We wanted to be able to see the calendar on Alexa at any time, and after goofing around with the settings a while, I found that Alexa will only display the calendar if an event is scheduled during the next few days. So our work around was to add a recurring event daily so it’ll always show up. This is the event Paul added. (Super adorable)

Solution Two: Alexa for Communication

The other challenge Paul talked about had to do with communication. Nana’s apartment is on the bottom floor of Paul’s house. What if Nana has a problem and needs help? Paul has video monitors, but they don’t monitor them 24/7. And what if Nana just needed to ask someone upstairs a question? We wanted to find a way to make communication easier and safer.

It’s Alexa to the rescue! Paul and his family already had two Alexa speaker devices upstairs. We decided to add two more devices that would provide video conferencing opportunities as well as screens that would display reminders, appointments and more.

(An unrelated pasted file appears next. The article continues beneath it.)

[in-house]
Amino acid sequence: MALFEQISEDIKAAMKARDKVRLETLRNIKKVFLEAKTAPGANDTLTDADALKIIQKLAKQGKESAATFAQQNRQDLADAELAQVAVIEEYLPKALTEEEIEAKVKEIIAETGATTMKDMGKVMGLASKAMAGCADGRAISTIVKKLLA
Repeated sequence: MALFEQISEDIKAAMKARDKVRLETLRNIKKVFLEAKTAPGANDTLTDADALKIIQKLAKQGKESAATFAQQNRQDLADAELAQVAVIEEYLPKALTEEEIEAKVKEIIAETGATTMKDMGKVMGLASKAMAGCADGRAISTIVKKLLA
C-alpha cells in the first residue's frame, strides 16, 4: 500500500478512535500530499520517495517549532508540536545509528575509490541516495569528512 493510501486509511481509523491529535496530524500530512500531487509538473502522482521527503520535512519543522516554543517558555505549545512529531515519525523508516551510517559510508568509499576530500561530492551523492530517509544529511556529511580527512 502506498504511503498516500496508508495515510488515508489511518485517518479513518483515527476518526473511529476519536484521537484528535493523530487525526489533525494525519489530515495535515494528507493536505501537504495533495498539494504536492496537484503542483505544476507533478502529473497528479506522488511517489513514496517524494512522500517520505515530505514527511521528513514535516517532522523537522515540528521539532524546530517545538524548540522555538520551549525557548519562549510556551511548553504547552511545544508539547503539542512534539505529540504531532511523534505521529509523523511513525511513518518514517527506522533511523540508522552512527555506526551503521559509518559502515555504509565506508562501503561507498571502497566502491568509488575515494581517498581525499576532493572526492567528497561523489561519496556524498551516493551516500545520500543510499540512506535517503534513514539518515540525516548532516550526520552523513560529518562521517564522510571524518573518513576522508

So we bought an Echo Show ($100 off through mid-July!) and an Echo Spot, which both have screens and cameras.

After I set the devices up, I worked with Nana to introduce her to all the things it can do. Here’s one of her first attempts:

Since Nana sometimes has problems with her short-term memory, I suggested that they write out specific phrases for common tasks that she might want to do:

  • How to play music
  • How to get the news
  • How to add things to shopping lists
  • How to set reminders
  • How to add appointments
  • How to increase/decrease volume
  • How to drop-in (intercom) to different devices around the house
  • How to cancel an activity, such as “Alexa, STOP” or “Alexa, CANCEL”
  • How to call for help
  • How to call people’s phones (Alexa can call regular phone lines)

Of course, even when Nana gets the words right, Alexa can sometimes flub things up. Here’s what happened when Nana asked Alexa to add “A Party at Ann’s” for the Fourth of July.

Solution Three: Alexa for Safety